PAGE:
Tag Archives: tourists

Why People Lecture Americans

The world loves to lecture Americans.  It can come as a bit of a shock to US citizens the first time they travel.  After months of planning and excitement in the lead up to a big international trip, the giddy American is just getting used to the routine in the new country.  Then he or she mentions being from the US and someone has a question about the “crazy politicians” or why so many Americans are fat or why Americans always stick their nose in everyone’s business.  As much as you may try to diffuse the confrontation that ensues, things can easily get ugly.

The abuse can be worst from people from small countries.  I’ll admit to having been one of these nitpickers, especially when I still lived in Europe.  Unsuspecting Americans would come over to Europe and I would take my frustrations with parts of American foreign policy and culture out on them.

It works in _________ country so it should work in America

One thing I would frequently do was to insist that something that worked well in a small country like Sweden, would work well in the US.  Welfare policies that worked in Sweden and allowed for very generous policies on education, health care, vacation time, etc made perfect sense to me.  So what if you had to pay more taxes for it?   It was a better system, more enlightened and more compassionate.  Or so I felt.  Strongly.  And I would argue with Americans about what I saw as a heartless, greedy system where the rich got richer and the poor, weak or otherwise disadvantaged were largely ignored.  Sometimes Americans would listen.  Other times they would get upset and we would launch into huge critiques of each others’ countries.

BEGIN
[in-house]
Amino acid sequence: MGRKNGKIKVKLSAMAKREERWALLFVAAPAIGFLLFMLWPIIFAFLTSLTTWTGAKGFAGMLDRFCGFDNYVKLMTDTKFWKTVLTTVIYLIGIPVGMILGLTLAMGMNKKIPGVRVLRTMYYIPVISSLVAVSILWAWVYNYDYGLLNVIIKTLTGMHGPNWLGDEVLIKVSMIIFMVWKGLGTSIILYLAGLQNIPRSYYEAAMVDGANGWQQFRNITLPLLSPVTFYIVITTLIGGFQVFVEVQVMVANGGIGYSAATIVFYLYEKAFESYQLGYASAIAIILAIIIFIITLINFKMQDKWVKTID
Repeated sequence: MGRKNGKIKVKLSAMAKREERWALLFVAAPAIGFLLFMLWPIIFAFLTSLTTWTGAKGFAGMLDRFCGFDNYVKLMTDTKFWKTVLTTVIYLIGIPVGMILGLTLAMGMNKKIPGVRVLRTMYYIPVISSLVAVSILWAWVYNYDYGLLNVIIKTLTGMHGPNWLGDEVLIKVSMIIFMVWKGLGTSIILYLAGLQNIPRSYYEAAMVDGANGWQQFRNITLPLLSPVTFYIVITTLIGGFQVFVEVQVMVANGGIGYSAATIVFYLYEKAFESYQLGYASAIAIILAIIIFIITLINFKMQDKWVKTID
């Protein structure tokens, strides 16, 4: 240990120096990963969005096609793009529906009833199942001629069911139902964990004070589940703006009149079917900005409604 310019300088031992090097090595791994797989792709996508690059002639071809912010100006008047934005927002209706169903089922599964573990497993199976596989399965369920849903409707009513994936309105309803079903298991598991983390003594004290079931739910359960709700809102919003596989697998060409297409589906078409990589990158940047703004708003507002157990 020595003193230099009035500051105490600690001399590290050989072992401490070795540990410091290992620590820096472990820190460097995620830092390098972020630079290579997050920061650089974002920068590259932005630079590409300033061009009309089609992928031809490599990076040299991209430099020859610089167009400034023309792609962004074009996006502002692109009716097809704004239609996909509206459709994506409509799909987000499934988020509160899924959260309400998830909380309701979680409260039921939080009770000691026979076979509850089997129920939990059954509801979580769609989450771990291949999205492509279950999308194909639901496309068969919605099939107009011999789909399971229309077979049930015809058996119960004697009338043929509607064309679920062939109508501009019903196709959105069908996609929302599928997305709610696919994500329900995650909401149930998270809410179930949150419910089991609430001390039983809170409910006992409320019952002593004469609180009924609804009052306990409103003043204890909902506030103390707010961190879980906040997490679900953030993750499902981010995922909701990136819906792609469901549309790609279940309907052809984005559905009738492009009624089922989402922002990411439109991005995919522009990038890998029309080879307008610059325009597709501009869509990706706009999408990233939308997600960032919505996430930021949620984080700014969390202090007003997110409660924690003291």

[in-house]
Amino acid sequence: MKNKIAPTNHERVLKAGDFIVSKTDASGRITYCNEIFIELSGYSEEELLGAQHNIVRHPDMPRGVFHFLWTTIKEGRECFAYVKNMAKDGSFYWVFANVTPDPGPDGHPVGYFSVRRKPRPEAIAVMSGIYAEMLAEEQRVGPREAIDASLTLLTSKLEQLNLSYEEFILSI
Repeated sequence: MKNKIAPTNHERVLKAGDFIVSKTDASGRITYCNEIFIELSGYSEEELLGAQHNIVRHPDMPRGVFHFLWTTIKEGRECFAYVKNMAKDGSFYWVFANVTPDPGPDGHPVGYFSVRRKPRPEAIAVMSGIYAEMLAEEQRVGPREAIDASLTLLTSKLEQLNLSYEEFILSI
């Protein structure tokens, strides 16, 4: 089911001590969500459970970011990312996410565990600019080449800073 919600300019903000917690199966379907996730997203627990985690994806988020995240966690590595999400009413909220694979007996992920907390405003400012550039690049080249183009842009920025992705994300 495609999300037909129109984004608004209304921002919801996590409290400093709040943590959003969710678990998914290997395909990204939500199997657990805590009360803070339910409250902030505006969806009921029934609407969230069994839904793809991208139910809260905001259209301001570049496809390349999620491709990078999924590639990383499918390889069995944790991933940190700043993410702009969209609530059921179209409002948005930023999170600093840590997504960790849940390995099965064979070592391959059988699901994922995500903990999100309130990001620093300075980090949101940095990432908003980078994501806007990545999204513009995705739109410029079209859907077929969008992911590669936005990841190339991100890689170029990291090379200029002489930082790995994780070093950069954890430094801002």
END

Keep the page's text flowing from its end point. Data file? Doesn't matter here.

Americans don’t seem to expect it

This is definitely not true for all the Americans I have met.  But for many it is:  the abuse they take abroad is not expected.  As much as most Americans have some knowledge of the anti-American sentiment out there, a lot do not quite understand the extent of it.  The anger directed towards America in large parts of the world is palpable and it only gets worse when Americans get defensive or act shocked at the abuse.  It’s a vicious cycle: people shout abuse – American tourist/traveler/expat is caught off guard/upset – people shout more abuse.

Stereotypes

As much as we all deny it, everyone loves to stereotype.  It prevents excessive thinking and fits so well into the modes of thinking that we have been able to construct for ourselves.  Americans have been pegged as loud, ignorant about the rest of the world, spoiled and, nowadays, increasingly as citizens of a fading superpower.  This is a hard stereotype to shake and unfortunately, there are enough brash American tourists out there with entitlement complexes to keep this image alive and ruin things for everyone else.